Iasta Morphs and Grows (Part 1)

While I'm not an old man just yet -- even though some might say that I have my curmudgeonly tendencies, not to mention liking to get to bed hours before Letterman comes on -- I have been around the provider side of the Spend Management world long enough to see dozens of vendors move from writing their initial business plans into their formative years and later into additional stages of maturation. Such is the case with what used to be a small provider I always enjoyed talking to and catching up with, Iasta. I've known the founders of Iasta since before they knew me. When I was at FreeMarkets, Iasta initially set out to copy our full-service sourcing model (and they did succeed in undercutting us on price and winning deals from time to time, as various salespeople reminded me when asking: "Who the heck are these guys from Indianapolis.")

Back in those years Iasta's three founders were heck-bent -- that's Bible Belt / Indy speak for hell-bent -- on creating a viable business model. And while they weren't sourcing guys, they knew a good business model when they saw it. As I got to know Iasta's three founders and became friends with David Bush at the time, it became clear that the Iasta business model was evolving from one of full-service capabilities into a self-service sourcing platform (along the lines of Procuri, Bay Builder and others). Early on in this migration, Iasta competed primarily on price, but as its features and capabilities grew, they started to win deals on more than just their willingness to undercut FreeMarkets, Ariba, Emptoris, Procuri and others. In fact today, they're often among the pricier options in certain deals. But they continue to win more than their fair share of deals in the areas in which they compete (primarily e-sourcing, spend analysis and optimization).

Last week, I had the chance to catch up with Iasta at their reSource event roadshow, as it swung through Chicago. In a series of posts this week and next, I'll dig into how Iasta continues to morph as it grows at one of the fastest rates in the overall market. In this first post today, I'll tackle some of the basics regarding their history and growth, sticking to the facts and figures. But perhaps most important, as a first question to tackle, is how did three guys from Indy create a thriving business in the Spend Management world without outside investment and with little or no initial knowledge of how the sector worked?

They listened to customers, that's how. And this remains a strategy they continue to employ to this day. In fact, starting out in 2000 through 2002, they followed their customer's requests to focus on fully managed auctions. Then in 2003-2006, they rode the SaaS e-sourcing wave. And more recently, they've grown through both customer and solution diversification, in addition to pushing a core sourcing platform that continues to garner accolades from users.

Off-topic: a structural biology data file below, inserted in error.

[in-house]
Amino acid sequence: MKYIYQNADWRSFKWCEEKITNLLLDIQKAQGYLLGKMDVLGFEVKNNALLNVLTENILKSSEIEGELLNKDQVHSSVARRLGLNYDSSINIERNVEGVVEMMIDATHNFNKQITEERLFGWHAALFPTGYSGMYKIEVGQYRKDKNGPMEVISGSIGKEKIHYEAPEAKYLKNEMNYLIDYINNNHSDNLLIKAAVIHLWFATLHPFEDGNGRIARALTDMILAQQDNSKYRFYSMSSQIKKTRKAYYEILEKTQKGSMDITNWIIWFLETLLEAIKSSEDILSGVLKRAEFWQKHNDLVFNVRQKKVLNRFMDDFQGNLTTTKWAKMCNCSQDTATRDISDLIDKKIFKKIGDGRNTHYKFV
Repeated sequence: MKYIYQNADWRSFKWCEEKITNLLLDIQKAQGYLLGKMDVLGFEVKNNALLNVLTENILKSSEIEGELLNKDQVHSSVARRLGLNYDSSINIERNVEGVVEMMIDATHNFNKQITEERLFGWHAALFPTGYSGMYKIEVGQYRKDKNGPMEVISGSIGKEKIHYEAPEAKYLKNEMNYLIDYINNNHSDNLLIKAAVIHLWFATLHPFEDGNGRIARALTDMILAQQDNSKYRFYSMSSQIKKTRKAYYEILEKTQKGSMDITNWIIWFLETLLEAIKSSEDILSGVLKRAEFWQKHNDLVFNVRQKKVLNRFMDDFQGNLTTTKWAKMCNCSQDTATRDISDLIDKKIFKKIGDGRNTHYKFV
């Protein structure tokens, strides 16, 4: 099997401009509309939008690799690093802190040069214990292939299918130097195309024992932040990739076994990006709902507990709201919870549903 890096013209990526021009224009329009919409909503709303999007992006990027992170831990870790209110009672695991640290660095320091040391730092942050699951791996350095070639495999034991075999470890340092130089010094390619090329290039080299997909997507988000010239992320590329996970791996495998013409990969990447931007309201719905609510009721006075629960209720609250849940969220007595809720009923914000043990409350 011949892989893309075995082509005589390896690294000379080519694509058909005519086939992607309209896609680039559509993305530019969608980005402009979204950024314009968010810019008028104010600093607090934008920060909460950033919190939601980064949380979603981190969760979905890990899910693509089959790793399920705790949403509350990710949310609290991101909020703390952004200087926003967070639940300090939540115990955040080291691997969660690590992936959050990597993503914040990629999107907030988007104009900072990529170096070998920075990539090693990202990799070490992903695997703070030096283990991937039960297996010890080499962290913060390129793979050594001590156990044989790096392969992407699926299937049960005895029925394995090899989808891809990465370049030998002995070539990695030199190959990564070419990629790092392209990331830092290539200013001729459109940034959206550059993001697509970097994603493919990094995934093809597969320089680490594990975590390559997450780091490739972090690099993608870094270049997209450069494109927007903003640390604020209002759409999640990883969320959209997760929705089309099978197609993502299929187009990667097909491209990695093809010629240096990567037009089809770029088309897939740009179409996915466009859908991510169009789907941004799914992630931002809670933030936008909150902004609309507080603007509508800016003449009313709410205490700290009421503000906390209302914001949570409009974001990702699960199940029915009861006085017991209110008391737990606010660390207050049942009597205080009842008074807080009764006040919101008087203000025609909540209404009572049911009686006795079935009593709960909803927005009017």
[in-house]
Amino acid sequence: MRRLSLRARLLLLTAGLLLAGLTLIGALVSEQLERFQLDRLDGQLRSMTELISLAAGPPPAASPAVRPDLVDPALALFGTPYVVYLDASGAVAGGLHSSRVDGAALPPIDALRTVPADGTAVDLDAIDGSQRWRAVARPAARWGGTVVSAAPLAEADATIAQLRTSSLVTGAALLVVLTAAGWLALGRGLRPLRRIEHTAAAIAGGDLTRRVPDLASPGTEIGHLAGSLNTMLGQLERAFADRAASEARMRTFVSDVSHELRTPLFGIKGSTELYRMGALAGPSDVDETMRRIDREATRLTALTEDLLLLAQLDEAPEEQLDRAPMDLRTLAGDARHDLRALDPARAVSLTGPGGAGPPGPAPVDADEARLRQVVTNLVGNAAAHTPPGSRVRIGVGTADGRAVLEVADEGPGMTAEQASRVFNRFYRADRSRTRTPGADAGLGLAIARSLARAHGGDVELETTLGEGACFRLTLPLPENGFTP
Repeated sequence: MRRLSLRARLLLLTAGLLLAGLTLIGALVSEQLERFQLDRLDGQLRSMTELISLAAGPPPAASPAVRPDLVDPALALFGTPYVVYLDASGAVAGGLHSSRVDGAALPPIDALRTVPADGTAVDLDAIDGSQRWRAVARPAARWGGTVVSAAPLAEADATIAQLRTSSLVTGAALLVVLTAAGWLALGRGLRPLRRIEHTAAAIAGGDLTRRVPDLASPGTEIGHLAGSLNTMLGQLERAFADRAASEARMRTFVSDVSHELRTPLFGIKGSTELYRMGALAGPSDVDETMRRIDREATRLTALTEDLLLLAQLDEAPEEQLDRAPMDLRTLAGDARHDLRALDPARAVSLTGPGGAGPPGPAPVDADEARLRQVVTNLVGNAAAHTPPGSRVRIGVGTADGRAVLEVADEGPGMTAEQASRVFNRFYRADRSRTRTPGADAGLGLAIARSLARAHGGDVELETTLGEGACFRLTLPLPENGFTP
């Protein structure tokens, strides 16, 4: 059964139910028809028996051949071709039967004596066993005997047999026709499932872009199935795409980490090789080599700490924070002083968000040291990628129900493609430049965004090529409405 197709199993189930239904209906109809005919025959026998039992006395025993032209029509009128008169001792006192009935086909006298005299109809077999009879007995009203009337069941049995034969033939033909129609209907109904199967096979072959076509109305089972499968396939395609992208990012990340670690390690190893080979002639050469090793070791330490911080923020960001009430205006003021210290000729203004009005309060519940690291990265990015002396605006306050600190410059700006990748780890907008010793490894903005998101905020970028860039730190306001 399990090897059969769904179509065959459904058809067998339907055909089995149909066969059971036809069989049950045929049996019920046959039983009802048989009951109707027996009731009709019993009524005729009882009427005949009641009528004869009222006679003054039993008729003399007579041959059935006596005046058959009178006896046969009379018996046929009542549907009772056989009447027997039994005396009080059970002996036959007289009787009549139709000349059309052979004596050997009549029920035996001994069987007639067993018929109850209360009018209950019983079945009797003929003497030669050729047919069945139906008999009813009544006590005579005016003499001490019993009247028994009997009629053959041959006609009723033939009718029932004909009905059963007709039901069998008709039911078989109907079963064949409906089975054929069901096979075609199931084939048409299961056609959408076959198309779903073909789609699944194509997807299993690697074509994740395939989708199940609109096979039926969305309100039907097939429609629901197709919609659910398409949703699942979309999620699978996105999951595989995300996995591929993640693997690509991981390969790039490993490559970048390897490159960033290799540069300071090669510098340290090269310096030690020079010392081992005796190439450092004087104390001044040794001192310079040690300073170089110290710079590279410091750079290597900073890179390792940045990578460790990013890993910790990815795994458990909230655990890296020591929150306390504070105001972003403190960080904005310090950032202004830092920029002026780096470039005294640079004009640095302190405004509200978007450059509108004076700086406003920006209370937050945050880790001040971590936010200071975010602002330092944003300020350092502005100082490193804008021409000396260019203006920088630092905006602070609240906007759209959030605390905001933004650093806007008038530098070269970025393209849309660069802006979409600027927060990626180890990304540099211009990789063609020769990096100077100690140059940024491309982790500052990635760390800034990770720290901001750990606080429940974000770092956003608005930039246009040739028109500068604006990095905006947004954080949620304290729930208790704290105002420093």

Today, Iasta has approximately 100 customers using their applications. Most of these are typically Global 1000 companies. They also have 50 services clients today (with a strong overlap between the two areas). These numbers not only represent what's been a strong level of customer acquisition in recent years, but also strong revenue growth overall (which is a signal that e-sourcing and related markets aren't seeing the type of pricing pressure that many initially hypothesized they would).

In fact, Iasta has realized a trailing three-year growth rate of 256%. This includes 77% growth in 2008. In Q2 alone, they saw 121% growth between the 2008 and 2009. And they've signed 32 new clients year to date. Moreover, 27% of the recent quarterly growth has come from software license sales (which represent what over 90% of the time amounts to a perpetual annuity).

Compare these numbers with Iasta's competitors and you'll quickly realize this is a company that is on the move. Moreover, the growth is all the more impressive if you consider they've done it without any outside cash infusions. Iasta remains 100% owned by the management team. They've also not yet hit a commercial inflection point, needing to bring in a truly heavy hitter in the sales area. So in other words, not only is all of this growth truly organic and real, it's evolved without the typical investments in sales, marketing and other areas that often require millions of dollars in a Series B financing round.

Stay tuned for the rest of this series looking at Iasta's growth. Next-up: a quick-hit investigation of Iasta's platform and related sourcing services.

Jason Busch

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